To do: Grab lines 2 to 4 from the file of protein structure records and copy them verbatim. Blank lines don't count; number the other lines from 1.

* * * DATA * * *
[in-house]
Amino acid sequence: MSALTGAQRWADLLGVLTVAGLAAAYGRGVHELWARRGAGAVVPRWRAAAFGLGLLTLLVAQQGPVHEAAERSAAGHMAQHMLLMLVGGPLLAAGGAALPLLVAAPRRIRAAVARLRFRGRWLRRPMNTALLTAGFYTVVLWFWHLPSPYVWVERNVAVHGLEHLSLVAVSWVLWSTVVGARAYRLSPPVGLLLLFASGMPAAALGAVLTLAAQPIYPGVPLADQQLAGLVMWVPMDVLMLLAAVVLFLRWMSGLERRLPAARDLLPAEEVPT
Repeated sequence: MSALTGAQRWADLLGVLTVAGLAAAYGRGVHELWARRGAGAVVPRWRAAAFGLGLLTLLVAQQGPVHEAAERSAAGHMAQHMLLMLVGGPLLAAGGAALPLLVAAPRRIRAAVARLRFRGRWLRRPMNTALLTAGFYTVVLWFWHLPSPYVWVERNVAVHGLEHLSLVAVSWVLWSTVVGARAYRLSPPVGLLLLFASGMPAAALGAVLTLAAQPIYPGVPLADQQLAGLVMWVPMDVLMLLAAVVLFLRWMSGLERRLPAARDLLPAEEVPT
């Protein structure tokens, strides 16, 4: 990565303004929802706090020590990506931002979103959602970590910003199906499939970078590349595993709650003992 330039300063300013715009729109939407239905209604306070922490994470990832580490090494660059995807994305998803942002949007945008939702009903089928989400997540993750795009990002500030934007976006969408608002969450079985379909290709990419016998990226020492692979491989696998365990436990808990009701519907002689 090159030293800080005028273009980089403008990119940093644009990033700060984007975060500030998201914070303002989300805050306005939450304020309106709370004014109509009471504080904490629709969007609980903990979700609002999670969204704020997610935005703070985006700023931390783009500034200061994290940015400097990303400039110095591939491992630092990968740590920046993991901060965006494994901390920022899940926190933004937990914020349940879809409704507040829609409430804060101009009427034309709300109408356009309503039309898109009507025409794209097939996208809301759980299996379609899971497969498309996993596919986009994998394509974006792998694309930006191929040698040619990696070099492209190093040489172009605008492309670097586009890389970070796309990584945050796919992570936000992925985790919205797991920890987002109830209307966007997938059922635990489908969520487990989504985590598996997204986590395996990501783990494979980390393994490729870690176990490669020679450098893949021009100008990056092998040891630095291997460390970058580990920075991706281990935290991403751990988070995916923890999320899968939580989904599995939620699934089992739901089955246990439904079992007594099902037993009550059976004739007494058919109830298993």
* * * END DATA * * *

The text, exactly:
Amino acid sequence: MSALTGAQRWADLLGVLTVAGLAAAYGRGVHELWARRGAGAVVPRWRAAAFGLGLLTLLVAQQGPVHEAAERSAAGHMAQHMLLMLVGGPLLAAGGAALPLLVAAPRRIRAAVARLRFRGRWLRRPMNTALLTAGFYTVVLWFWHLPSPYVWVERNVAVHGLEHLSLVAVSWVLWSTVVGARAYRLSPPVGLLLLFASGMPAAALGAVLTLAAQPIYPGVPLADQQLAGLVMWVPMDVLMLLAAVVLFLRWMSGLERRLPAARDLLPAEEVPT
Repeated sequence: MSALTGAQRWADLLGVLTVAGLAAAYGRGVHELWARRGAGAVVPRWRAAAFGLGLLTLLVAQQGPVHEAAERSAAGHMAQHMLLMLVGGPLLAAGGAALPLLVAAPRRIRAAVARLRFRGRWLRRPMNTALLTAGFYTVVLWFWHLPSPYVWVERNVAVHGLEHLSLVAVSWVLWSTVVGARAYRLSPPVGLLLLFASGMPAAALGAVLTLAAQPIYPGVPLADQQLAGLVMWVPMDVLMLLAAVVLFLRWMSGLERRLPAARDLLPAEEVPT
């Protein structure tokens, strides 16, 4: 990565303004929802706090020590990506931002979103959602970590910003199906499939970078590349595993709650003992 330039300063300013715009729109939407239905209604306070922490994470990832580490090494660059995807994305998803942002949007945008939702009903089928989400997540993750795009990002500030934007976006969408608002969450079985379909290709990419016998990226020492692979491989696998365990436990808990009701519907002689 090159030293800080005028273009980089403008990119940093644009990033700060984007975060500030998201914070303002989300805050306005939450304020309106709370004014109509009471504080904490629709969007609980903990979700609002999670969204704020997610935005703070985006700023931390783009500034200061994290940015400097990303400039110095591939491992630092990968740590920046993991901060965006494994901390920022899940926190933004937990914020349940879809409704507040829609409430804060101009009427034309709300109408356009309503039309898109009507025409794209097939996208809301759980299996379609899971497969498309996993596919986009994998394509974006792998694309930006191929040698040619990696070099492209190093040489172009605008492309670097586009890389970070796309990584945050796919992570936000992925985790919205797991920890987002109830209307966007997938059922635990489908969520487990989504985590598996997204986590395996990501783990494979980390393994490729870690176990490669020679450098893949021009100008990056092998040891630095291997460390970058580990920075991706281990935290991403751990988070995916923890999320899968939580989904599995939620699934089992739901089955246990439904079992007594099902037993009550059976004739007494058919109830298993």